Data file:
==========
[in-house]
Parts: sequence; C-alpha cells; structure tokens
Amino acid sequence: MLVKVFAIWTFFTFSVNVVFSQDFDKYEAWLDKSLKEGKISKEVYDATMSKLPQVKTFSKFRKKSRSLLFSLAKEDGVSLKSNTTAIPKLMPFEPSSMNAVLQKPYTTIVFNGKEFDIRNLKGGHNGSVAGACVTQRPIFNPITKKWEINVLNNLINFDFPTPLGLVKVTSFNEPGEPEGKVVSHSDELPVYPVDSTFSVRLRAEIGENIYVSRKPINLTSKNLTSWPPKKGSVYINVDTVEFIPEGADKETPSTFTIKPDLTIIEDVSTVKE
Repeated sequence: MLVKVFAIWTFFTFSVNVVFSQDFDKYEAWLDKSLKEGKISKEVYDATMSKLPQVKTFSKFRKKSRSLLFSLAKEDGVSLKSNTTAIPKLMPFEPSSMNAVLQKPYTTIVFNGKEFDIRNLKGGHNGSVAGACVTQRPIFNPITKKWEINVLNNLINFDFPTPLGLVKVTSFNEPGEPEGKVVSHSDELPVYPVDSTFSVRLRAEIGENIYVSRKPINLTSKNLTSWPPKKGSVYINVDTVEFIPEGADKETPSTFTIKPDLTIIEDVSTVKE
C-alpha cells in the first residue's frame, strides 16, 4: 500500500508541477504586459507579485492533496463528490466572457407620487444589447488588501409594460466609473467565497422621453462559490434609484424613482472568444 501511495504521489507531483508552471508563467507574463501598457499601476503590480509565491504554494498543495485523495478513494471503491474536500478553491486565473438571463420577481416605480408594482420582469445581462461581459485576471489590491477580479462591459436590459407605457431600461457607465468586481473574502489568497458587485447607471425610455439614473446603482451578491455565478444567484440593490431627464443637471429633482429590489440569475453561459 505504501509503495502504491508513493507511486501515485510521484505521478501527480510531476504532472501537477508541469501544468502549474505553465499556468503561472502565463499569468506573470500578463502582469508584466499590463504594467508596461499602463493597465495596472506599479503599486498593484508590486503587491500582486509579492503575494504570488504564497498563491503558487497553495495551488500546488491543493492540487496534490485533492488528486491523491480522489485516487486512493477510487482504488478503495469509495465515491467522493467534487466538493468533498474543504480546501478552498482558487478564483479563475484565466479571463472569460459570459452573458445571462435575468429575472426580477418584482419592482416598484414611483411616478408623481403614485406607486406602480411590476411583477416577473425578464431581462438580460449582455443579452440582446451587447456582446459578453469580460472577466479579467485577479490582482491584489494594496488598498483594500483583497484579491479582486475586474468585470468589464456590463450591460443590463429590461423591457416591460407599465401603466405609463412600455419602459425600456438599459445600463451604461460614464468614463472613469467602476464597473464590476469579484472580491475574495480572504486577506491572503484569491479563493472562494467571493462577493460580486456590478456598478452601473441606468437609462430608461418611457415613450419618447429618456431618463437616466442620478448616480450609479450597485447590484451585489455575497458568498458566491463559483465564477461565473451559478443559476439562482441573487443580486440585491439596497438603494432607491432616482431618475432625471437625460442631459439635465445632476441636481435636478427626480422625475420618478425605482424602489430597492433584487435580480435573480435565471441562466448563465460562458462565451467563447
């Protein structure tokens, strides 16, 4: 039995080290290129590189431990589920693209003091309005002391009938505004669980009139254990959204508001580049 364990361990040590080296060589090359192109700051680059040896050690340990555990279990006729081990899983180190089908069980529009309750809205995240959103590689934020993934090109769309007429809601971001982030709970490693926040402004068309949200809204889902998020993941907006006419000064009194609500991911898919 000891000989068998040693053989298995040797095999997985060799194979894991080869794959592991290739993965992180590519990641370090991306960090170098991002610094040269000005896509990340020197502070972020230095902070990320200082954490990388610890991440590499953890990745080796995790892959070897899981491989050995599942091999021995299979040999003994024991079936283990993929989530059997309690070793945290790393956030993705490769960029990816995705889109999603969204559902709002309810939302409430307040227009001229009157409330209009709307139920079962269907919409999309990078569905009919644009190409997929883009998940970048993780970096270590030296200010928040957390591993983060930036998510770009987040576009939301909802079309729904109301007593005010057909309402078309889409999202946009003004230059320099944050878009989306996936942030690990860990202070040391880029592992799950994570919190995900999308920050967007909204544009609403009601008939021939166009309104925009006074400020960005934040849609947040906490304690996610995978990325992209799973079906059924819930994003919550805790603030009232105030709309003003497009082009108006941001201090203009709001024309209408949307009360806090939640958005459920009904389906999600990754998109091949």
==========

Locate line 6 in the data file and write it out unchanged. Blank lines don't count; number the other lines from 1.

């Protein structure tokens, strides 16, 4: 039995080290290129590189431990589920693209003091309005002391009938505004669980009139254990959204508001580049 364990361990040590080296060589090359192109700051680059040896050690340990555990279990006729081990899983180190089908069980529009309750809205995240959103590689934020993934090109769309007429809601971001982030709970490693926040402004068309949200809204889902998020993941907006006419000064009194609500991911898919 000891000989068998040693053989298995040797095999997985060799194979894991080869794959592991290739993965992180590519990641370090991306960090170098991002610094040269000005896509990340020197502070972020230095902070990320200082954490990388610890991440590499953890990745080796995790892959070897899981491989050995599942091999021995299979040999003994024991079936283990993929989530059997309690070793945290790393956030993705490769960029990816995705889109999603969204559902709002309810939302409430307040227009001229009157409330209009709307139920079962269907919409999309990078569905009919644009190409997929883009998940970048993780970096270590030296200010928040957390591993983060930036998510770009987040576009939301909802079309729904109301007593005010057909309402078309889409999202946009003004230059320099944050878009989306996936942030690990860990202070040391880029592992799950994570919190995900999308920050967007909204544009609403009601008939021939166009309104925009006074400020960005934040849609947040906490304690996610995978990325992209799973079906059924819930994003919550805790603030009232105030709309003003497009082009108006941001201090203009709001024309209408949307009360806090939640958005459920009904389906999600990754998109091949």